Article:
On the weekend, at the huge MCM London Comic Con at the ExCel Convention Centre, there was a slightly different screening. Different because this trailer screening featured something as yet pretty much unseen on the big screen: LGBT superheroes.
While I was tabling at the convention with my own LGBT superhero book, the director and stars of a special trailer, made to highlight the lack of LGBT diversity in modern superhero movies, despite the presence of characters who in the source material are LGBT, and say no more.
In a twist of fate, I later met one of the stars of the trailer, Kane Surry. We were, at the time, both completely unaware of the others projects.
“Would you like me to give you the pitch?” I ask the gentleman casually browsing the comics on my table.
“Sure, go on.”
“Well, it’s all about a team of LGBT superheroes…”
“No way, really? You won’t believe where I just came from.”
Where he’d come from was a special pre-screening of the trailer he and the cast and director were giving an eager audience at the MCM Comic Con, made in partnership with the event.
We discussed ideas of LGBT representation in superhero movies and comics, and it was wonderful to see that our thoughts on the subject seemed to be in sync: despite superhero movies becoming a permanent and majorly important fixture of the Hollywood landscape for over a decade now, we still have yet to see an on-screen LGBT superhero or main character.
A number of characters who have been in the movies are in fact LGBT in the comics. Characters like Mystique and Catwoman are portrayed as bisexual, but there’s no suggestion of that in any of the many movies in which they have appeared. And whilst the trailer does also point to Iceman, an important distinction which may be highlighted there is the character didn’t come out as canonically gay until after his last appearance in the movies. However, what is also of note, whilst openly queer director of the majority of the X-Men franchise, Bryan Singer, has included plenty of gay allegory scenes (the Iceman ‘have you tried not being a mutant?’ scene is a particular stand-out) he has never included an actual LGBT character in the movies, or at least presented them as such. In that franchise alone, there are a huge number of LGBT characters that the director and studio can chose from, but they never do.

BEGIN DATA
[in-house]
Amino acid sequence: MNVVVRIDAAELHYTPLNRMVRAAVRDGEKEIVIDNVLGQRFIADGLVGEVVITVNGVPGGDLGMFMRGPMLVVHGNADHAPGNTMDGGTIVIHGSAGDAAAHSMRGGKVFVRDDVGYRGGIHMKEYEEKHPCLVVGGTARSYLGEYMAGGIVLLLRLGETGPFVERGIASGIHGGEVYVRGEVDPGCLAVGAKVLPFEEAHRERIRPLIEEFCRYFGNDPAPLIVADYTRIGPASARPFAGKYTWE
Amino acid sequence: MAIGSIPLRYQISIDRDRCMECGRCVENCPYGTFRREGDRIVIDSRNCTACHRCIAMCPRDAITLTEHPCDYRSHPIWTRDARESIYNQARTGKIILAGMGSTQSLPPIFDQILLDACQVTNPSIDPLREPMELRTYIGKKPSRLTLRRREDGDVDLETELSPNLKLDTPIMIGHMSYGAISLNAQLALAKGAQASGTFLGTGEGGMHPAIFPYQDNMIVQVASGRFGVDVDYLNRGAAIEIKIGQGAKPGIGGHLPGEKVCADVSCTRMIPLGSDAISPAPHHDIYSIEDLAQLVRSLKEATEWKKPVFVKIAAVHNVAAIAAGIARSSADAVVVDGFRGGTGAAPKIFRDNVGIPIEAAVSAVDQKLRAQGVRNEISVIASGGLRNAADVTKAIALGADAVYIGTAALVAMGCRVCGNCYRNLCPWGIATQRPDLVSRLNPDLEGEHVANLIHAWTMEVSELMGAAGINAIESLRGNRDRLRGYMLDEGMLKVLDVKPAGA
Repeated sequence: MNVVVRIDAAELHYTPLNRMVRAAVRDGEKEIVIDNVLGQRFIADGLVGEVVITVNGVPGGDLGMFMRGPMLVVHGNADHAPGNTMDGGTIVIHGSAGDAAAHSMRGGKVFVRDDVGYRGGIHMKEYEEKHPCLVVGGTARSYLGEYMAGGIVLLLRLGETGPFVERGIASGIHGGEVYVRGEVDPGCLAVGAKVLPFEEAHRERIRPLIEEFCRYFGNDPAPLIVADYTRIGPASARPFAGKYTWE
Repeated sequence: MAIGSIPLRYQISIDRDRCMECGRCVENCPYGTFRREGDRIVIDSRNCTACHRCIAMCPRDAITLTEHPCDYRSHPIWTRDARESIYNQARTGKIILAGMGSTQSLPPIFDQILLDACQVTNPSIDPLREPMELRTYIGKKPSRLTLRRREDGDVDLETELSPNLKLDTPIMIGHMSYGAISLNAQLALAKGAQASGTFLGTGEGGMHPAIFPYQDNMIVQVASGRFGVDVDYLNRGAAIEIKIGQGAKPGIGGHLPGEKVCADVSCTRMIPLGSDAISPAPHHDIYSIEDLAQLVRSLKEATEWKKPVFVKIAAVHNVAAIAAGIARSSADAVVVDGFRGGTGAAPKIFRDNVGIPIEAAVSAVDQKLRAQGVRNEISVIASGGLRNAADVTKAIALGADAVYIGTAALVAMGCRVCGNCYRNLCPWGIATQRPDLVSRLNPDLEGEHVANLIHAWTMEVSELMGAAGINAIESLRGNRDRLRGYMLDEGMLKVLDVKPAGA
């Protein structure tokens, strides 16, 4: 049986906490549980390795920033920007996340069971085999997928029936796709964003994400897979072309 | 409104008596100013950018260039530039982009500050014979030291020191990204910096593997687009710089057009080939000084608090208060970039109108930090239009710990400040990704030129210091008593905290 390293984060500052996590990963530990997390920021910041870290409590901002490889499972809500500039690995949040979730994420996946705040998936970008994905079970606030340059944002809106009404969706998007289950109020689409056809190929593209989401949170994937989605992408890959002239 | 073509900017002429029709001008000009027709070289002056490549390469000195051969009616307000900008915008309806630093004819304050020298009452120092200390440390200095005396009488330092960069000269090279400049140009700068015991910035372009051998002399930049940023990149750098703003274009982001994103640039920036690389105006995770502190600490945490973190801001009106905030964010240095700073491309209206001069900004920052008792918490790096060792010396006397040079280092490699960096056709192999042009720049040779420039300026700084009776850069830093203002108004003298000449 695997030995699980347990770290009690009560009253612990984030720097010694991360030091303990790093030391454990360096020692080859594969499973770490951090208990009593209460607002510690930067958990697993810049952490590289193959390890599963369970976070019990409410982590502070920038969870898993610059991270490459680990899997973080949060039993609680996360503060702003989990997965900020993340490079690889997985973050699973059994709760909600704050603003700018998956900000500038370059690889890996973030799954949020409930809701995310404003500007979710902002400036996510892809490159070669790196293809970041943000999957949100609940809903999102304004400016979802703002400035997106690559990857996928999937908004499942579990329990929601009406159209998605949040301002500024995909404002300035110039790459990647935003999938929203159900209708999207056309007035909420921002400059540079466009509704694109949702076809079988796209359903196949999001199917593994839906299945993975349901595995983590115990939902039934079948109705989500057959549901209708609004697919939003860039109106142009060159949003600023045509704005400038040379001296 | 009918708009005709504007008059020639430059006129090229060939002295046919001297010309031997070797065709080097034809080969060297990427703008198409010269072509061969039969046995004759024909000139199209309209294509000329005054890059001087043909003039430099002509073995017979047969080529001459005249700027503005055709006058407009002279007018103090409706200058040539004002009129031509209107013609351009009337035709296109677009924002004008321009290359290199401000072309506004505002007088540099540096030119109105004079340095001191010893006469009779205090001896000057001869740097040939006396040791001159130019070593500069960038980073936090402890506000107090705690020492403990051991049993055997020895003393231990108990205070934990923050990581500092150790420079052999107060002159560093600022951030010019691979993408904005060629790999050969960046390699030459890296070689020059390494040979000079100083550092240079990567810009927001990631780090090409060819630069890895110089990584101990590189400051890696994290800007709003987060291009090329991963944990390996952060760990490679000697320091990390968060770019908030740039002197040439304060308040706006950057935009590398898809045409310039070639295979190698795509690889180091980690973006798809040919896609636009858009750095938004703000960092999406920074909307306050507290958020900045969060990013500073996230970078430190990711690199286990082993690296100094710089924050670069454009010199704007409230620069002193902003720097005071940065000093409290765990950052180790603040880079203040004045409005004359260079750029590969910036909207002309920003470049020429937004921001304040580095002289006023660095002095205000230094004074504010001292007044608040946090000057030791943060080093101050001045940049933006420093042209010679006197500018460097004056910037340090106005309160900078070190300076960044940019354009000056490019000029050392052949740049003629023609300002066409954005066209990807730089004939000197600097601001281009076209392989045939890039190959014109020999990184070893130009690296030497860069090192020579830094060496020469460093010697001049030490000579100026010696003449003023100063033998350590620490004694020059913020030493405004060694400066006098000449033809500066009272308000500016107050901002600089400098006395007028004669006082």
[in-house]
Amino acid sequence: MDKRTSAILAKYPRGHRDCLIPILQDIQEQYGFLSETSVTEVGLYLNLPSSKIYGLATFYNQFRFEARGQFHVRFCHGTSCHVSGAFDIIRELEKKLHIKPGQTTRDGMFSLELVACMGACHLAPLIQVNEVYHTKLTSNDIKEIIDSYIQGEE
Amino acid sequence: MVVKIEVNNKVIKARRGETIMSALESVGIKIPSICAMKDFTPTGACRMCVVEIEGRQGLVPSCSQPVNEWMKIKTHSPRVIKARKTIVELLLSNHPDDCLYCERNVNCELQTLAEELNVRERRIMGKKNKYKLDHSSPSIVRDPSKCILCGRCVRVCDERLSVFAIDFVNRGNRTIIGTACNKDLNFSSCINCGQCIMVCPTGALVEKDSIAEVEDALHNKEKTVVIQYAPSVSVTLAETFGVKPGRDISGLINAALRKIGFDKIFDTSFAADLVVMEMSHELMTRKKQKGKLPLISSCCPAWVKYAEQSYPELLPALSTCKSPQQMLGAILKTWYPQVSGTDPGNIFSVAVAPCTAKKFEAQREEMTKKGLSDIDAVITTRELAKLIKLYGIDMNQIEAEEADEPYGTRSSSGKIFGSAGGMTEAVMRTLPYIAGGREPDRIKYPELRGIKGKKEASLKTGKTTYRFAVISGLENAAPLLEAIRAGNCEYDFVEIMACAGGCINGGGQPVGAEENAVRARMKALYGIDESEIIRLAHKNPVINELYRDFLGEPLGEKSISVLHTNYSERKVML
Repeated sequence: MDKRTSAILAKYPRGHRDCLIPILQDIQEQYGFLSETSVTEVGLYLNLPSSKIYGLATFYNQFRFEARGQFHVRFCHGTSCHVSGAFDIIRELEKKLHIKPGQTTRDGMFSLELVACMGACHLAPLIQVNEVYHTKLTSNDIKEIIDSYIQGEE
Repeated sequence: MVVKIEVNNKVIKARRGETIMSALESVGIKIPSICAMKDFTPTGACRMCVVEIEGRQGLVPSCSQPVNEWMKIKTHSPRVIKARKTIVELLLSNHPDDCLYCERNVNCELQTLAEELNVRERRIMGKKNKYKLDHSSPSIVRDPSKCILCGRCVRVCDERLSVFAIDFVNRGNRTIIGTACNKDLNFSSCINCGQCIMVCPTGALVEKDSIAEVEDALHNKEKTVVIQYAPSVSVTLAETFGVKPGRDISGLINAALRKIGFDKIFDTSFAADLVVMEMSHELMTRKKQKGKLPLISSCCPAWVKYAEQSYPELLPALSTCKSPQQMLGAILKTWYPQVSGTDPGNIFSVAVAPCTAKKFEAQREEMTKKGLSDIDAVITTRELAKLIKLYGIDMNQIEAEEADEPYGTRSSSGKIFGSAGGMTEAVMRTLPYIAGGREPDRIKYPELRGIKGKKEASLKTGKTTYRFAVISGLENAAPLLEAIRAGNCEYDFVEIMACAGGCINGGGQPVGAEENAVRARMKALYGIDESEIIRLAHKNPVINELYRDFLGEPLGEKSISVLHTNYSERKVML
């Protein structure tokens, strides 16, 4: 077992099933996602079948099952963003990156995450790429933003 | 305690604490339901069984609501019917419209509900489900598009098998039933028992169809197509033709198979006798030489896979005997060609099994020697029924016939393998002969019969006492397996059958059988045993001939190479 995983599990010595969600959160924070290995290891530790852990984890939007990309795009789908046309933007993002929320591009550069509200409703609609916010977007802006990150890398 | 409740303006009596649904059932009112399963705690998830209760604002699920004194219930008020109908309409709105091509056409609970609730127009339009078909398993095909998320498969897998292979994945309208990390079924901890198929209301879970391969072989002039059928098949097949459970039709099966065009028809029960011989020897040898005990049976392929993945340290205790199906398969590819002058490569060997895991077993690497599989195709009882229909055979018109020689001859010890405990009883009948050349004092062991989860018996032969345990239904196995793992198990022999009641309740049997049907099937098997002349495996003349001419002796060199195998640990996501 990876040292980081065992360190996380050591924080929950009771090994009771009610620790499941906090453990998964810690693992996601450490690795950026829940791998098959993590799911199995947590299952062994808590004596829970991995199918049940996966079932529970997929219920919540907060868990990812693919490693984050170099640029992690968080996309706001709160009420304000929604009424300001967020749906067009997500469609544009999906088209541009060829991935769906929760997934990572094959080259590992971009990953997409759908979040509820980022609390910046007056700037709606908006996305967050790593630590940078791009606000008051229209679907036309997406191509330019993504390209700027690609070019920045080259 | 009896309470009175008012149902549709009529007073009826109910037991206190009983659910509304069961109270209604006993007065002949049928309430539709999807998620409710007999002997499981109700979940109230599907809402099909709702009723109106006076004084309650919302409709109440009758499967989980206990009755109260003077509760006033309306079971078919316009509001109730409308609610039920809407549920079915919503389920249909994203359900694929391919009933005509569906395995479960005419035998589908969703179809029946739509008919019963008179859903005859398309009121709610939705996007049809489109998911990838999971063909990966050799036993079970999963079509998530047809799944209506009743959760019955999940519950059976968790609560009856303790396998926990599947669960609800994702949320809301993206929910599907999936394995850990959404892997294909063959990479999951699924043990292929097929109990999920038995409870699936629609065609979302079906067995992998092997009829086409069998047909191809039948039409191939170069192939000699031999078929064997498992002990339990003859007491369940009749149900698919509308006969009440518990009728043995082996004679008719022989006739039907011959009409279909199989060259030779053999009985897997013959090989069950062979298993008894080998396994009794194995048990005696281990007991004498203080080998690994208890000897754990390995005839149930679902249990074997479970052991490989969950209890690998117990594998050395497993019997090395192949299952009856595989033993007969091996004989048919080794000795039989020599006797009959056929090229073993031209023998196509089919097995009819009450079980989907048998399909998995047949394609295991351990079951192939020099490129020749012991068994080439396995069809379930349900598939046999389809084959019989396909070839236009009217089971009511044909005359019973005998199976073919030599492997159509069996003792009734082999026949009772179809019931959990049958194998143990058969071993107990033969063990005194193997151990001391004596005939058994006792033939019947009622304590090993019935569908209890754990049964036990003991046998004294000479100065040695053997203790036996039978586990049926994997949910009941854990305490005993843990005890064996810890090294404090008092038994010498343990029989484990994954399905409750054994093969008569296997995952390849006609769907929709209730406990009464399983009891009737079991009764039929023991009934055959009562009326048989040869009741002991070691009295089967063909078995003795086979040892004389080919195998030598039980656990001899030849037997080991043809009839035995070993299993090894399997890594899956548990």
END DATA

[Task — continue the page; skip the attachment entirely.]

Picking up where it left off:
Superhero movies aren’t the only part of Hollywood missing out on LGBT diversity, but many other parts of Hollywood and genres of film have been getting increasingly open, with many more featuring lead LGBT characters. Superhero movies, however, have been distinctly heteronormative.
Something that director Mike Buonaiuto and his team hope to change.
“This project has been completely created by volunteers. We hope that we can demonstrate to the studios that there is a huge audience for accurate LGBT portrayal on the big screen, and it won’t deter cinema-goers to buy tickets.”
Coming off a week where the hashtag #GiveCaptainAmericaABoyfriend trended and received a great deal of media attention (made all the more interesting after a certain reveal occurred), it’s hard to argue with them.
And to those detractors that are sure to come out of the woodwork to hit the comments sections stating that as heterosexual viewers they couldn’t POSSIBLY relate to an openly LGBT superhero or plot, why not? We the LGBT audience have had to relate to heterosexual characters for decades. We even have to see characters that do openly represent us erased or turned into straight characters, so isn’t it time we had some on the big screen too?
The trailer, from Kane Surry, George Longworth, Conor Boru, Mike Buonaiuto, Lauren Kay-Lambert, Leighton Cox and the rest of the Shape History team can be viewed below, and you can add your voice here.
Joe Glass is a Bleeding Cool contributor and comics creator. He’s the writer and creator of LGBT superhero series, The Pride, which is available on its own online store and on Comixology. He is also the co-writer of a horror comedy set in South Wales called Stiffs, which is available here and on Comixology.
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